All posts by Tony Chapman

Over 4,000 organisations and groups take part in Third Sector Trends 2019

The Third Sector Trends study has been running in the North of England since 2010.  In 2016 over 3,000 responses were received. In 2019 we’ve achieved that again. North East England has been very supportive this time with over 1,100 returns. In Yorkshire, we have over 850 and in North West England, well over 1,000.

This time we have also collected a sample from the rest of England and Wales. Over 900 charities responded. That brought the survey total to 4,010 when it closed on 10th December.  We’ve never tried to assess what’s going on at a national level before – and to see how the North compares – but this time we can.

We will show what organisations and groups aim to do, who they help, what impact they have and how they get hold of their people and finance resources to get things done.

The triennial study was funded this year by Community Foundation serving Tyne and Wear & Northumberland, Power to Change and Garfield Weston Foundation. Results will be published from February 2020.

Sport for Development: making sense of inter-organisational relationships

Following their recent Commonwealth Books publication on how sport can contribute to United Nations’ Sustainable Development Goals, Iain Lindsey, Oliver Dudfield and Tony Chapman have published a conceptual article on how to understand the way relationships are configured between state and non-state actors.

The article considers new ways of looking at inter-organisational relationships through the lens of public policy and politics.  In so doing, it explains how power relationships frame the way organisations can work together or limit the options for formal or complementary working relationships.

The article focuses on sport, but it has wider relevance to those who study interactions between the state, business and non-profit organisations in a local, national or global context.

Lindsey, I., Chapman, T. and Dudfield, O. (2019)  ‘Configuring relationships between state and non-state actors: a new conceptual approach for sport and development’, International Journal of Sport Policy and Politics:



Why do community businesses choose to take on below-cost contracts?

A new study for Power to Change, published this week, reveals that community businesses often sign up to deliver public service contracts in the knowledge that they will make a financial loss. The authors of the study, Professor Tony Chapman and Dr Tanya Gray of Policy&Practice at St Chad’s College, Durham University, said the trend was driven by the community business sector’s commitment to social and financial success when judging contract values. One CEO said:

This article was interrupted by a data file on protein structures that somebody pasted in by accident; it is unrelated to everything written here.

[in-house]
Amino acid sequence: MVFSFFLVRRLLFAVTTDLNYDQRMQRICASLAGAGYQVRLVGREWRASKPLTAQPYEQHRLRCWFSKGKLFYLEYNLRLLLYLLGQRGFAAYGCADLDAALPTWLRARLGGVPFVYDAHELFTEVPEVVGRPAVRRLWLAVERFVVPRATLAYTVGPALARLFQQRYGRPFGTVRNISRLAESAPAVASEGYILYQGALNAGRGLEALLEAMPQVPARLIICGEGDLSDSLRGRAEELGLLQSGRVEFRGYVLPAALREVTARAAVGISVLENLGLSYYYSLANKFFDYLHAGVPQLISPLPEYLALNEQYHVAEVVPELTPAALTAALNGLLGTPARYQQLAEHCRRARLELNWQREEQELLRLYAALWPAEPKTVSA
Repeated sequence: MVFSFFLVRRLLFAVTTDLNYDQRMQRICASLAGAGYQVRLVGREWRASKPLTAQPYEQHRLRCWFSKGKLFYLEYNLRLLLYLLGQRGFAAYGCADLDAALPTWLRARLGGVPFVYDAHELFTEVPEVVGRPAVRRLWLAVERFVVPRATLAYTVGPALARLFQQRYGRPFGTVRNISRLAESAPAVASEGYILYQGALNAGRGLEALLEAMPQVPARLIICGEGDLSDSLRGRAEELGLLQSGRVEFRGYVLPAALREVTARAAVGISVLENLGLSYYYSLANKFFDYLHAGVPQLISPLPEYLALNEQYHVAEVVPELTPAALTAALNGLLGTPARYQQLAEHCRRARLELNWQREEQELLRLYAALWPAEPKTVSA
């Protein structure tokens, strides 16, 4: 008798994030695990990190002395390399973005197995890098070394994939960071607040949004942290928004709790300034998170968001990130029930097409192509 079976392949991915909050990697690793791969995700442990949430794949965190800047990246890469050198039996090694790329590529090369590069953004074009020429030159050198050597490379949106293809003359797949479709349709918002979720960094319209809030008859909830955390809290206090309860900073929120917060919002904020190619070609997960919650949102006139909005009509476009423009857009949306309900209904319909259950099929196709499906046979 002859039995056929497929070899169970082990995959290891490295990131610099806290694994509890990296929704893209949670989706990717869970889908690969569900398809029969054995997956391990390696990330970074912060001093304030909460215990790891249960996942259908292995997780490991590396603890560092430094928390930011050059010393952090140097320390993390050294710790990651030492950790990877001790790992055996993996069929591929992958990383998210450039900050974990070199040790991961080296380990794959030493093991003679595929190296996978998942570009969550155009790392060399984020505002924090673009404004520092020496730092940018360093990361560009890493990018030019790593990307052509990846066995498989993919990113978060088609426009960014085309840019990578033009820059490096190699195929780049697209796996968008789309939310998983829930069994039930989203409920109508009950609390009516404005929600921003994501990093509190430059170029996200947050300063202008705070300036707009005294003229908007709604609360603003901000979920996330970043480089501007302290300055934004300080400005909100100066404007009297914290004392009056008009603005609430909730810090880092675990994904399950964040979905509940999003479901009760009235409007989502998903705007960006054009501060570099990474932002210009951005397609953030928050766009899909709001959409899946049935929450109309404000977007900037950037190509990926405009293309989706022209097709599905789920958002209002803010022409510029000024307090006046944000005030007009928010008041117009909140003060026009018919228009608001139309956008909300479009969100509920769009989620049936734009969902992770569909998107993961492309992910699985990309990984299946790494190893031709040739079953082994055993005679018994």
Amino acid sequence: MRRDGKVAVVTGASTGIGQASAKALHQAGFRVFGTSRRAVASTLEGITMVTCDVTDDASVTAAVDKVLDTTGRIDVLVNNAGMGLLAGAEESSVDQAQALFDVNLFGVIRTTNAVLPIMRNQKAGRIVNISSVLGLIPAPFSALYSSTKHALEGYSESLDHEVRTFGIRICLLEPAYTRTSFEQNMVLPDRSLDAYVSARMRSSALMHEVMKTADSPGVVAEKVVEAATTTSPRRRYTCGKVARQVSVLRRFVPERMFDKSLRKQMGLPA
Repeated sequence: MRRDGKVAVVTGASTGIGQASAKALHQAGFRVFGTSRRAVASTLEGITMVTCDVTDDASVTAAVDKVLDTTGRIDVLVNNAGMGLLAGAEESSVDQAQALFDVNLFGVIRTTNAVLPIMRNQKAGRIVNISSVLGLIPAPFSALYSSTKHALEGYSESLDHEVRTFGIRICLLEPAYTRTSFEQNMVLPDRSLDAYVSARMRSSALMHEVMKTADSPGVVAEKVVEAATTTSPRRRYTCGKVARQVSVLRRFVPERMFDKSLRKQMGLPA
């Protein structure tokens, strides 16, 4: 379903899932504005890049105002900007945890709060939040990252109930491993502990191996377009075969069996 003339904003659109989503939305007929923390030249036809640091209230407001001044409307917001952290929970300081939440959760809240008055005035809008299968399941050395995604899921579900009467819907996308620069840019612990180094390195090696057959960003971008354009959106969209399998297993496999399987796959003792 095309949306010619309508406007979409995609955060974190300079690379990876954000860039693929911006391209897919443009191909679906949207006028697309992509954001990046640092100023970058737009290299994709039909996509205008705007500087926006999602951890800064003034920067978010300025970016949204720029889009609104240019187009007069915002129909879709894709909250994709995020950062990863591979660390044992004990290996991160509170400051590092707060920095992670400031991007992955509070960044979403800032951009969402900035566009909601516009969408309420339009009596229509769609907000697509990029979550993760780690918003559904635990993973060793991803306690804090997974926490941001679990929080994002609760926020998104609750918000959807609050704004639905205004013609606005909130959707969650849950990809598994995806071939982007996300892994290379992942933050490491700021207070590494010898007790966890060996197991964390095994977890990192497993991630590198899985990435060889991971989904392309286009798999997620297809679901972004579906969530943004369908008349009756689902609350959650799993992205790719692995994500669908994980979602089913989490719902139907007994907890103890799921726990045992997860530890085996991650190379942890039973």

‘We’ve gone for certain contracts that we feel are crucial to our community. We provide services to people who have quite complex needs. We might not be making any money on it, the reality is that we’re contributing about 12 per cent. But we think it is so important, that we’re prepared to do it because nobody else could do it properly at this price.

’Professor Tony Chapman, who co-authored the report, said:

“The trend is not down to acts of financial desperation, nor that community businesses are complicit in a ‘race to the bottom’ in contract pricing. But community business leaders knew that if profits on contracts were out of the question, then they’d have to make up the difference from other aspects of their trading to sustain vital services.”

Resolving these pressures is virtually impossible for community businesses. So the onus is on local public sector organisations to be more realistic about contract values. But that is easily said in the current fiscal climate. And even though Chancellor, Sajid Javid, announced in this September’s Spending Review that ‘austerity is over’, what this really means is that, at best, things will get no worse.

Suzanne Perry, Research Officer at Power to Change, said: “This research gives us excellent insight into the extent to which community businesses are sacrificing in order to keep local services open in their neighbourhoods. Additionally, the report reveals what adept business people they are – utilising their income to make the place they live better.”

There’s little to be gained by pointing at Public Services (Social Value) Act of 2012. The reality is that public sector bodies need an enormous boost in funding to bring them anywhere near back to where they were in 2010. In the meantime, local public bodies should be applauding community businesses which keep services going in their communities – rather than to assume that they’ll continually be willing and able to do ‘more for less’.

Striking a balance: How community businesses build effective working relationships with public, private and third sector organisations, by Professor Tony Chapman and Dr Tanya Gray. Published 18th September 2019.

Click here for Tony Chapman’s Blog on the report

Click here to download the report


Valuing small charities for what they are, not what they should be